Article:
Dinky Daleks continue to conquer and destroy alongside a magazine the further builds the links between Time Lord Victorious chapters past and present
The second issue of Hero Collector’s special Doctor Who: Time Lord Victorious Figurine Collection is finally here. And while it’s taken an extra few weeks to reach our doorsteps than expected, it’s hard to argue the result hasn’t been worth the wait. Two more members of the Dalek Golden Emperor’s Restoration Empire can now be yours to push around your desk. Just remember to put yourself on mute before screeching EXTERMINATE! This issue it’s the turn of the Dalek Time Commander and Dalek Scientist. And while less outlandish in their fashion sense, perhaps, than the Emperor they’re still distinct and pleasing variants on traditional Dalekiness.
The Dalek Time Commander leads his Squad back to the Dark Times
The Dalek Time Commander is the leader of the Time Squad featured in so much of Time Lord Victorious. Design wise, the figure is only cosmetically different from last issue’s Drone. The underlying form and proportions of the Commander is the same familiar death machine seen on screen since 2005. And like the Drone, it takes its paint job queues from the 1960s. The silver is a shade darker, maybe. And its etheric beam locators (that’s balls to me and you) are silver and blue, rather than blue and black. While it lacks the ID tag found on Drones, presumably due to the “Don’t You Know Who I Am?!” factor at the saucer canteen.
The Dalek Scientist bristles impressively with unique scientific instruments
The Dalek Scientist is a different story, with a number of unique modifications. Most superficial is the colour scheme. On top of its base silver body, its dome, slates and hemispheres are highlighted in red. Well, theoretically in red. On Blogtor Who’s model it’s closer to a blush pink. Which does lend our Scientist an air of permanent embarrassment. Other changes to the norm reflect its science role. Its manipulator arm is more sophisticated than the average Dalek, with six clawed fingers the better to operate its specialist machinery with.
The eyestalk too is different, with three extra ridges and lights around the edge, reflecting its additional scanning modes. And it’s testament to the skill these figurines are designed with that such details are even visible at this scale. And finally, on each flank the hemispheres are built up with more detail and technical… stuff in the housing. Again reflecting its mandate to record and analyse far more data about the environments and threats it encounters than the average Dalek.
You might be better to put the accompanying magazine to one side until you’ve caught up on the Daleks’ other TLV escapades
Last month’s magazine focused on establishing the origins and backstory of this new Golden Emperor and his Restoration Empire. This issue we delve more into the details of Time Lord Victorious itself and the role these Daleks play. In doing so it recaps details of other entries in the crossover – some of which have already been released and others which haven’t. On the one hand this helps build a cohesive, Daleks-eye, overview of the narrative. Especially useful if you don’t intend on getting them all.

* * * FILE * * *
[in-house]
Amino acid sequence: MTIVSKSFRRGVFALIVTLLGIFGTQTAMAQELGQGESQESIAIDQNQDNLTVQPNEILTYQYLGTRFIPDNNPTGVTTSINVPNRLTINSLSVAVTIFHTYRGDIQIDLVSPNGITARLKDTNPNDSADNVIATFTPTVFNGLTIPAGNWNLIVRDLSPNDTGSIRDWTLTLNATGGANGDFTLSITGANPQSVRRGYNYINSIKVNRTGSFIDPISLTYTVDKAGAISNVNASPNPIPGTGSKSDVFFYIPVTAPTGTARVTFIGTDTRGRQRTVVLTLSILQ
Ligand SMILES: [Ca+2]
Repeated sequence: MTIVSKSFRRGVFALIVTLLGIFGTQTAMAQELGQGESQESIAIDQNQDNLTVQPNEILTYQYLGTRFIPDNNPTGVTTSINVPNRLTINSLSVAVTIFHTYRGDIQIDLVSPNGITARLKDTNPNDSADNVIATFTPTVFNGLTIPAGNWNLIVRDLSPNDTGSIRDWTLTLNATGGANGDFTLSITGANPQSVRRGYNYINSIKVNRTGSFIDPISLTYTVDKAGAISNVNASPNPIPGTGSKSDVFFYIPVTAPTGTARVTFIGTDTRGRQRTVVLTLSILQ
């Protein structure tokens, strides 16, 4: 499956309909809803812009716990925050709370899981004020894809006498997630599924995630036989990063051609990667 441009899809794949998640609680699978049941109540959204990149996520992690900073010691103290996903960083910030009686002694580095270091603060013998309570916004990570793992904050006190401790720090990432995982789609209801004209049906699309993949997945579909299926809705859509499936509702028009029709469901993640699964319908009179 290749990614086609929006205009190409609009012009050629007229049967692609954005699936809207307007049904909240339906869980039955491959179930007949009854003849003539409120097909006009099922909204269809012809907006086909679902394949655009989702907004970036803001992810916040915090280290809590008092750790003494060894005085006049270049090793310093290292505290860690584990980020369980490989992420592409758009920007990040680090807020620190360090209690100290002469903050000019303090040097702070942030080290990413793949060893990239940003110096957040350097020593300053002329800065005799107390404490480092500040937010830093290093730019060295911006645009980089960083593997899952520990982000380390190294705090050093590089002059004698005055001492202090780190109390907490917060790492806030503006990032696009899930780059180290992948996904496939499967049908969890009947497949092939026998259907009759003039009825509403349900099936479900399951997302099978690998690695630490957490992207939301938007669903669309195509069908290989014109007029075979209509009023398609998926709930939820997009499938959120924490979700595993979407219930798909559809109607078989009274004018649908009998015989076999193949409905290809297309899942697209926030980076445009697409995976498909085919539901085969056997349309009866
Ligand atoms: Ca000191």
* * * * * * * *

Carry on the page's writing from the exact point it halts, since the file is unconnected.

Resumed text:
On the other, it does mean that if you intend to watch the DALEKS! YouTube series, or listed to Big Finish’s The Enemy of My Enemy, but haven’t gotten around to them yet, you might want to hold off reading this magazine until you have. The profile of the Scientist even includes a run down of a future Dalek scheme. One that’s presumably part of the novel Doctor Who: All Flesh is Grass. Though, as with the reveal of the Daleks’ other big master plan, these act more as teases than spoilers.
Elsewhere the issue gives us run downs on command ranks of the past, from 1964’s striped Saucer Commander on. There’s also an overview of Dalek time teams of the past, such as The Chase’s Extermination Squad. Plus a reminder that every Dalek is, at heart, a scientist, and a frankly beautiful cutaway diagram of a Dalek saucer that deserves the framed print treatment. We even get an explanation of why exactly the Daleks wanted to extract the Earth’s core in Dalek Invasion of Earth. One that, amazingly, actually makes sense.
Magnificently named Mission to the Known reveals the Time Commander’s secret orders from the Emperor
James Goss rounds out the magazine with a new short story. And if Time Lord Victorious only gave us the genius title of Mission to the Known, it would all be worth it. It’s set between novel All Flesh is Grass and audio Mutually Assured Destruction. Yet it cannily manages to set up the latter without spoiling the former. If anything, it hints at the novel’s central multi-Doctor conflict not ending in the obvious way and makes it even more mysterious and intriguing.
In a neat bit of homage, it casts the Dalek Executioner as something akin to a Soviet political officer. And the scene here echoes The Hunt for Red October. The inner sanctum of the Squad’s saucer is the venue for a tense stand off between Commander and Executioner as they plug in to unlock the Emperor’s sealed orders for their secondary mission. Those orders prove to be apocalyptically audacious and, if anything, raise the stakes for Time Lord Victorious higher than ever before…
Doctor Who: Time Lord Victorious – Figurine Collection #2
You can order Doctor Who: Time Lord Victorious – Figurine Collection #2 from the Hero Collector website. RRP £19.99. Issue #3 should also be arriving with readers very soon.
You can keep track of everything tying into Time Lord Victorious, what’s out next, and all of Blogtor Who’s reviews of the adventure so far on our Time Lord Victorious Master List page.